From cabinetry to clothes, trends come and go. With the dawning of a new decade, 2020 will be no different. While you might be delighted by what is coming, you might just as easily be displeased by what is gaining momentum in home remodeling for 2020. Take heart! Time will tell whether or not these “educated guesses” are here to stay.
Gray, in its various shades, has been a highly popular color over the last few years, and that’s about to change. Dark warm color is coming back, with gusto.
Sue Wadden, the Director of color marketing at Sherwin-Williams notes “The use of color in interior design is changing. It’s not just about what a space looks like anymore, but how it makes you feel. People want to feel grounded and inspired to pursue their mental, physical and emotional wellbeing.”
Twenty years ago the Pantone Color Institute, an influencer across multiple industries (including fashion, home furnishings and graphic design) launched a Color of the Year campaign that still is going strong today. Pantone’s Color of the Year for 2020 is a deep rich color called “Classic Blue”. Not surprisingly all the major paint companies have jumped on board with this trend and announced their own colors. At the top of the list are: Sherwin Williams deep celestial-sky blue called “Naval”, Benjamin Moore’s lush olive green called “Cushing Green”, and a dark navy blue aptly named ‘Blue Danube’. Even Behr Paint has announced their color of the year as a mellow green called “Back to Nature”.
If it’s true that these various dark rich colors are trying to ground us, the next logical question might be why? According to Gallup’s 2019 Global Emotions Report, negative emotions and experiences, such as stress, anger, worry, sadness and physical pain are prevalent around the world (55% of the U.S. participants in the survey reported a lot of stress, compared to the global average of 35%). It’s no wonder then that color trends are looking to provide some relief for that tension. Psychologically speaking, green is thought to help balance emotions, promote clarity, and create an overall feeling of peace and wellbeing. Blue on the other hand can help you feel safe and relaxed. Just seeing the color blue causes the body to create chemicals that are calming.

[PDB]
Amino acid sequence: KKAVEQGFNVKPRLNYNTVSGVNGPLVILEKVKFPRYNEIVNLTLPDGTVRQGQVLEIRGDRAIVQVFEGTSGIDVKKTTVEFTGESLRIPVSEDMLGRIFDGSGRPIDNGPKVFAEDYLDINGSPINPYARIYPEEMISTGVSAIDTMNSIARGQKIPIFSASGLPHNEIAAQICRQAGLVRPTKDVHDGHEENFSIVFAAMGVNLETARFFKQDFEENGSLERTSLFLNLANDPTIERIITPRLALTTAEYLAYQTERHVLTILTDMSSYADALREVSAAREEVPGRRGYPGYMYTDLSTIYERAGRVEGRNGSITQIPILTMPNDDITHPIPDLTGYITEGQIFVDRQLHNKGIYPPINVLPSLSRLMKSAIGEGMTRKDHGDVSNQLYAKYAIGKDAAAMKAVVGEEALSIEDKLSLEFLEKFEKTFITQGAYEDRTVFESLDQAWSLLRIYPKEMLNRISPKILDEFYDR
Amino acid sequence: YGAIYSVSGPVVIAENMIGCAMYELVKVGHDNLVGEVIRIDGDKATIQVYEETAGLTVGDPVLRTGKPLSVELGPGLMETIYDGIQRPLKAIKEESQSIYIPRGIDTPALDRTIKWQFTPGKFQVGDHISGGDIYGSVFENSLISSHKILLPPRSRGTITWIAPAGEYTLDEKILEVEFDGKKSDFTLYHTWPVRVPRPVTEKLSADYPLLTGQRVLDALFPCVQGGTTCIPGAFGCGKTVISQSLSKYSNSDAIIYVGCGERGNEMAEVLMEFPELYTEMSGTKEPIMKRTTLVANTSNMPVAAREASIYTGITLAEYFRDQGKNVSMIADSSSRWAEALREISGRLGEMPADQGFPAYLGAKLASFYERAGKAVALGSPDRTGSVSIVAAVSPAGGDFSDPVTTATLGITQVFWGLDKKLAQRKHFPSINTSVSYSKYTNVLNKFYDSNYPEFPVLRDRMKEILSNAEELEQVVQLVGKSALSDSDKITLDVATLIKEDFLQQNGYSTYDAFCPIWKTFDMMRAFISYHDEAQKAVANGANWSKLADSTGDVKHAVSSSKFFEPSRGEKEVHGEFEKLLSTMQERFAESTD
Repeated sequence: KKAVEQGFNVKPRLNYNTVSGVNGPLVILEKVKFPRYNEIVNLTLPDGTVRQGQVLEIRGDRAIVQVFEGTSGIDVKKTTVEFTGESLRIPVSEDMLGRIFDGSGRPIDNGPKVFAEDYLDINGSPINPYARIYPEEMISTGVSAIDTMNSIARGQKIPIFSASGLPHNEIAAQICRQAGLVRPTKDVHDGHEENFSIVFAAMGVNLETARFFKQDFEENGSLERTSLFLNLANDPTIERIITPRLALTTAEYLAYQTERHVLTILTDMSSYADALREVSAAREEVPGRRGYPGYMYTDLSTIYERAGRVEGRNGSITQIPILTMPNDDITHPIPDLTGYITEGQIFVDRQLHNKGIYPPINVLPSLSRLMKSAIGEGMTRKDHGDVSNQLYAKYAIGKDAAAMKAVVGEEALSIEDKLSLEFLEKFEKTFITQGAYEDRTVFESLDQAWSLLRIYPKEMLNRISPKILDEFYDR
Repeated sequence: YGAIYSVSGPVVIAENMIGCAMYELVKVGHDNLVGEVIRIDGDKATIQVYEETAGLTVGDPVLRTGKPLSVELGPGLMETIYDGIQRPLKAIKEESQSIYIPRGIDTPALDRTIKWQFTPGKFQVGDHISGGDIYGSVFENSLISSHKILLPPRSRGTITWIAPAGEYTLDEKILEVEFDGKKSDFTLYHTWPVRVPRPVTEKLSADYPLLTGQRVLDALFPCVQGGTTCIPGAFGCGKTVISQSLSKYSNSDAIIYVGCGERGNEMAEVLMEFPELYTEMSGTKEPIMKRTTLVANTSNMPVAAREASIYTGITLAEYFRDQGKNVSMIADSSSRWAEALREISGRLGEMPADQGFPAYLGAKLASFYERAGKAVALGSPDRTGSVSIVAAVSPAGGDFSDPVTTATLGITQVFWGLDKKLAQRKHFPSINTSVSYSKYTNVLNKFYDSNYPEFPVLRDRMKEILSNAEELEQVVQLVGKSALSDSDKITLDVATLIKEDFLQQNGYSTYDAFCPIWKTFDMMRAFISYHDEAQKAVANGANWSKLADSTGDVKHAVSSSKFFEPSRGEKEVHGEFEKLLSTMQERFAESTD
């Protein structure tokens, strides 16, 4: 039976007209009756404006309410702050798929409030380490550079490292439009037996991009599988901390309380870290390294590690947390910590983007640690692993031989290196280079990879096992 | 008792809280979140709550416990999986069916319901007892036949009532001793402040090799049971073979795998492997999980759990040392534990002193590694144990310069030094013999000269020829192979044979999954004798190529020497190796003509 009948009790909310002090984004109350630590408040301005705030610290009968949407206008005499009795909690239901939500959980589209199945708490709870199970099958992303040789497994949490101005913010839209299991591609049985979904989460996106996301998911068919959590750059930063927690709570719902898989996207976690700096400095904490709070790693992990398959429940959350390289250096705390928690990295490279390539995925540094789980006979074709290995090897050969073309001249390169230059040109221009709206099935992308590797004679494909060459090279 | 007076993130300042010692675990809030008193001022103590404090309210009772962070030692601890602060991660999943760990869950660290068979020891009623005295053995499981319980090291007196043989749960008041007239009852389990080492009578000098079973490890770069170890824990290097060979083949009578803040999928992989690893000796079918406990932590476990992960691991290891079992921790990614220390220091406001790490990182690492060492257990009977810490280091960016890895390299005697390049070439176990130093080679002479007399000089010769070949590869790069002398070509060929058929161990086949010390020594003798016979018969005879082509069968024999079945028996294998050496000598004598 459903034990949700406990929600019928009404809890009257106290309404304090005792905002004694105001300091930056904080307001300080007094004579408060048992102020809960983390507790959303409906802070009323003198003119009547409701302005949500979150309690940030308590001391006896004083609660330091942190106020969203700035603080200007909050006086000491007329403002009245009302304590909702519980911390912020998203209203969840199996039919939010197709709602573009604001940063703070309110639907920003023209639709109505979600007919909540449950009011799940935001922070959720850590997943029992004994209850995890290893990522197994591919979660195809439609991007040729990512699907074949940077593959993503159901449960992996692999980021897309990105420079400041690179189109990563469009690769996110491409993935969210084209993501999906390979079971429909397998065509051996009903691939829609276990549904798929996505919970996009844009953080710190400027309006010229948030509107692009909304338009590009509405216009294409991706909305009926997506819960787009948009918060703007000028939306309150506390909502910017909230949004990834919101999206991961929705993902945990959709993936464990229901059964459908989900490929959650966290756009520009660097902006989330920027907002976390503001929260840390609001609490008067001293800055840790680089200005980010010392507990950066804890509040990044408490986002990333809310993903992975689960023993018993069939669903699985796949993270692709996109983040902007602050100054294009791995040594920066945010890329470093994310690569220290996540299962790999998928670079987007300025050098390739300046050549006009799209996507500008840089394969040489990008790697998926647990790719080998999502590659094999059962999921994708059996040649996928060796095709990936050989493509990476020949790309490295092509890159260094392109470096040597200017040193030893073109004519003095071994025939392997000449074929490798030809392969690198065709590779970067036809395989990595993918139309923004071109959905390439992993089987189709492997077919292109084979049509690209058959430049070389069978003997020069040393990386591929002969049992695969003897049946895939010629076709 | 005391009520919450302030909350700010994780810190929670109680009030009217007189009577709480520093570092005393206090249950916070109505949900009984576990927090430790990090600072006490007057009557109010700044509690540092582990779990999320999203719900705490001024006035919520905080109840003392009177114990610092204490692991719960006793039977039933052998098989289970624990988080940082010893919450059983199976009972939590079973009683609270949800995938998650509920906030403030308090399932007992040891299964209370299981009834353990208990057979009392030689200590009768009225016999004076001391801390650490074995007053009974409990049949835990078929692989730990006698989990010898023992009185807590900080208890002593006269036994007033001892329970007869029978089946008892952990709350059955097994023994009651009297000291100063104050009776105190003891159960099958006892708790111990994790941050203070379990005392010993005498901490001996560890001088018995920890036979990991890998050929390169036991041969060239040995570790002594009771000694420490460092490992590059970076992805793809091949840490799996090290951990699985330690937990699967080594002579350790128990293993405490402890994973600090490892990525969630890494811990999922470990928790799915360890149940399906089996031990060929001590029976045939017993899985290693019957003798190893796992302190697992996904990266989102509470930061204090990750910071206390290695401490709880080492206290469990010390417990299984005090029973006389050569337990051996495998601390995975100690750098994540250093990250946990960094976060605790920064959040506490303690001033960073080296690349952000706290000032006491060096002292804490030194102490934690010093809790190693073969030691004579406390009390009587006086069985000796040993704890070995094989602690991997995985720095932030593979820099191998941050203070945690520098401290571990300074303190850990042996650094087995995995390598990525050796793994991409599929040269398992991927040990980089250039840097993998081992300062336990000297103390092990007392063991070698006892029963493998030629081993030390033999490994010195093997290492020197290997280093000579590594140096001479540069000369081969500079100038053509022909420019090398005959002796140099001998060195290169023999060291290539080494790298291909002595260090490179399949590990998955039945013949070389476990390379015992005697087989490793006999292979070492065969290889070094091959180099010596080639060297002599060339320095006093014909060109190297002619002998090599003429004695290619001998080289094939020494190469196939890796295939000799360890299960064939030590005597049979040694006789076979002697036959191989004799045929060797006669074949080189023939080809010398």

A natural way color seems to be returning to the home is through biophilic design. This design concept focuses on bringing the outdoors inside through plants, with the aim of reconnecting people to nature and thus help reducing their stress levels. First seen in the workplace, this design concept is moving more and more into interior home design. If this resonates with you, start small and incorporate live plants into your homes’ décor, or go big and create a living wall. Either way, you will achieve healthy, environmental, and economic benefits that can provide much needed balance to technology-filled lives.
A time-tested, durable material with natural beauty consider Michelangelo’s David, the Taj Mahal, the Lincoln Memorial, etc. marble is taking center stage for 2020 as the favored countertop material because of its striking beauty, durability and extreme heat resistance. An added benefit is that it pairs stunningly with dark rich colors of navy blue and deep emerald green. Marble, like most luxurious things, comes with a hefty price tag. So, if marble falls outside your budget, consider the next runner up, quartz. Many new styles of quartz look like marble but are not easily stained or scratched like marble can be. Faux marbles (such as porcelains and man-made materials) can still achieve the look of marble without the time-consuming upkeep of polishing and resealing required each year to maintain it.
The military maxim “Two is one and one is none” may apply to the new double island trend. Anyone who has a kitchen island knows how great they are serving as extra countertop space for food prep as well as a natural place to gather and entertain. With the popularity of open floor plans and larger rooms flowing into one another, we are seeing an increase in two island kitchen designs. In such an arrangement, one island is focused on food preparation and storage with a large sink, under-counter appliances, and large drawers, while the second island serves as a casual entertaining area with a bar sink, extra seating and optional wine storage.